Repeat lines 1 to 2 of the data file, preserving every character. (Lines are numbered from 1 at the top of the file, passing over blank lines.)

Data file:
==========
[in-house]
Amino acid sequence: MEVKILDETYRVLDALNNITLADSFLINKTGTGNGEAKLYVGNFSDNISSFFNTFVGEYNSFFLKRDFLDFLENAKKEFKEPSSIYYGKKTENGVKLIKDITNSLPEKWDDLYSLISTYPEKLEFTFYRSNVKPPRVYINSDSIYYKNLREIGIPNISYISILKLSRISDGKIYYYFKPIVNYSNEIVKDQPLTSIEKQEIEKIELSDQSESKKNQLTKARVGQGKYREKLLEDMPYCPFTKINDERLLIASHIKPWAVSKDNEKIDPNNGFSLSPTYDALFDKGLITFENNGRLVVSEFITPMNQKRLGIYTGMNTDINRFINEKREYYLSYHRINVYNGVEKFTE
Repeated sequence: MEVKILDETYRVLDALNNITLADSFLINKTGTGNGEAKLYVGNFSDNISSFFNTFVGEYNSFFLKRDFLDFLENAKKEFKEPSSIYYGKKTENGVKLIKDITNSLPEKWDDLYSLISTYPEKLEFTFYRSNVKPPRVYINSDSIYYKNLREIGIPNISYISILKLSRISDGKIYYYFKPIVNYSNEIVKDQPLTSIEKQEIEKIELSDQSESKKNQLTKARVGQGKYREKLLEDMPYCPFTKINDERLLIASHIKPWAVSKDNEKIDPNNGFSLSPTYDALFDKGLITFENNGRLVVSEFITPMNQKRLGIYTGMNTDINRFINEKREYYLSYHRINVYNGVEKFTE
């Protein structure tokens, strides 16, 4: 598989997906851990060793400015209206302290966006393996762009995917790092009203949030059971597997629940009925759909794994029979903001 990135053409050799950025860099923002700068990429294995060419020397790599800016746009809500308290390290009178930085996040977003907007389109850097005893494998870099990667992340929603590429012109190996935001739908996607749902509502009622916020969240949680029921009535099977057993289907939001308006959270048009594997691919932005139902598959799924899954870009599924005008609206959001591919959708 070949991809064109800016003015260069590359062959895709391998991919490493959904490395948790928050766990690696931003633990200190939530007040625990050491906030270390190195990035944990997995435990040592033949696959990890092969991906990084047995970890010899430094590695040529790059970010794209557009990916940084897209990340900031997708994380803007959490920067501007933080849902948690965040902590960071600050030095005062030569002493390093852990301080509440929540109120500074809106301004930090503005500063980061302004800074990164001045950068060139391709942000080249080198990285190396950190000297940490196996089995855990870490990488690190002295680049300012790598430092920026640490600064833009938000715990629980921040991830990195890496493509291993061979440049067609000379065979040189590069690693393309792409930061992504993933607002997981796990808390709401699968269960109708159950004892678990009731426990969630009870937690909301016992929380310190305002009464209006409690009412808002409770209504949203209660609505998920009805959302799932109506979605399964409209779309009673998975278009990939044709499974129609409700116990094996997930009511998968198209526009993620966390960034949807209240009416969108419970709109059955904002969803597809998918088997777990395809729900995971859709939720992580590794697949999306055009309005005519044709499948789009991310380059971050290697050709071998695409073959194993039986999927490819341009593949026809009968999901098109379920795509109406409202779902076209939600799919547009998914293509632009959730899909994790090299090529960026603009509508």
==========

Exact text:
[in-house]
Amino acid sequence: MEVKILDETYRVLDALNNITLADSFLINKTGTGNGEAKLYVGNFSDNISSFFNTFVGEYNSFFLKRDFLDFLENAKKEFKEPSSIYYGKKTENGVKLIKDITNSLPEKWDDLYSLISTYPEKLEFTFYRSNVKPPRVYINSDSIYYKNLREIGIPNISYISILKLSRISDGKIYYYFKPIVNYSNEIVKDQPLTSIEKQEIEKIELSDQSESKKNQLTKARVGQGKYREKLLEDMPYCPFTKINDERLLIASHIKPWAVSKDNEKIDPNNGFSLSPTYDALFDKGLITFENNGRLVVSEFITPMNQKRLGIYTGMNTDINRFINEKREYYLSYHRINVYNGVEKFTE